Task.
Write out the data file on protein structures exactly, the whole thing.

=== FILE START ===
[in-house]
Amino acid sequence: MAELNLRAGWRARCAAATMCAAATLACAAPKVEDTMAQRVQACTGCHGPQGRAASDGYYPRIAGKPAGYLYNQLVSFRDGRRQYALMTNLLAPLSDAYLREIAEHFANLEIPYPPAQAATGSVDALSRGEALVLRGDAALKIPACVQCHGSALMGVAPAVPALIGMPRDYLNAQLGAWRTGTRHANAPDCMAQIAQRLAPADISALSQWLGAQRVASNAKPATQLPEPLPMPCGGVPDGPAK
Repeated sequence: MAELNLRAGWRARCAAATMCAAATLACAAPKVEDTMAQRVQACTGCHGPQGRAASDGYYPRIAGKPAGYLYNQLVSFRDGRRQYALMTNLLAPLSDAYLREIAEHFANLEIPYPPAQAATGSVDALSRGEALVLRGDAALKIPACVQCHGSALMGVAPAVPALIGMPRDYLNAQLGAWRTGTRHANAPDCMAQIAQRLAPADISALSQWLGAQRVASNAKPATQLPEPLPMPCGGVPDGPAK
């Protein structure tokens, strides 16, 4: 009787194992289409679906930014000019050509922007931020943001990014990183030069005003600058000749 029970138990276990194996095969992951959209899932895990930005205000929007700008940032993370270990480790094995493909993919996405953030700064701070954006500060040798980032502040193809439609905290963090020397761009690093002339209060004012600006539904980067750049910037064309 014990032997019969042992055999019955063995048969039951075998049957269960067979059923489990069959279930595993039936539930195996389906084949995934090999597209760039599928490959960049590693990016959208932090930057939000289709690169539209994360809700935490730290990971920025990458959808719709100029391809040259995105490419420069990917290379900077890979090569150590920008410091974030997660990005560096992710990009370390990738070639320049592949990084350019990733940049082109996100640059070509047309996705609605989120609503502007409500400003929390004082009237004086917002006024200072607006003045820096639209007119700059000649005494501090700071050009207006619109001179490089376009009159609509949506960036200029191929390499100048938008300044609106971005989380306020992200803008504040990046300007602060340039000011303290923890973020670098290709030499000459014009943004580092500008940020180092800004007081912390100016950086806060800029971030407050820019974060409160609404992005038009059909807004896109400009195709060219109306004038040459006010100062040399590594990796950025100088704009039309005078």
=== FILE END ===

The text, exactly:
[in-house]
Amino acid sequence: MAELNLRAGWRARCAAATMCAAATLACAAPKVEDTMAQRVQACTGCHGPQGRAASDGYYPRIAGKPAGYLYNQLVSFRDGRRQYALMTNLLAPLSDAYLREIAEHFANLEIPYPPAQAATGSVDALSRGEALVLRGDAALKIPACVQCHGSALMGVAPAVPALIGMPRDYLNAQLGAWRTGTRHANAPDCMAQIAQRLAPADISALSQWLGAQRVASNAKPATQLPEPLPMPCGGVPDGPAK
Repeated sequence: MAELNLRAGWRARCAAATMCAAATLACAAPKVEDTMAQRVQACTGCHGPQGRAASDGYYPRIAGKPAGYLYNQLVSFRDGRRQYALMTNLLAPLSDAYLREIAEHFANLEIPYPPAQAATGSVDALSRGEALVLRGDAALKIPACVQCHGSALMGVAPAVPALIGMPRDYLNAQLGAWRTGTRHANAPDCMAQIAQRLAPADISALSQWLGAQRVASNAKPATQLPEPLPMPCGGVPDGPAK
């Protein structure tokens, strides 16, 4: 009787194992289409679906930014000019050509922007931020943001990014990183030069005003600058000749 029970138990276990194996095969992951959209899932895990930005205000929007700008940032993370270990480790094995493909993919996405953030700064701070954006500060040798980032502040193809439609905290963090020397761009690093002339209060004012600006539904980067750049910037064309 014990032997019969042992055999019955063995048969039951075998049957269960067979059923489990069959279930595993039936539930195996389906084949995934090999597209760039599928490959960049590693990016959208932090930057939000289709690169539209994360809700935490730290990971920025990458959808719709100029391809040259995105490419420069990917290379900077890979090569150590920008410091974030997660990005560096992710990009370390990738070639320049592949990084350019990733940049082109996100640059070509047309996705609605989120609503502007409500400003929390004082009237004086917002006024200072607006003045820096639209007119700059000649005494501090700071050009207006619109001179490089376009009159609509949506960036200029191929390499100048938008300044609106971005989380306020992200803008504040990046300007602060340039000011303290923890973020670098290709030499000459014009943004580092500008940020180092800004007081912390100016950086806060800029971030407050820019974060409160609404992005038009059909807004896109400009195709060219109306004038040459006010100062040399590594990796950025100088704009039309005078």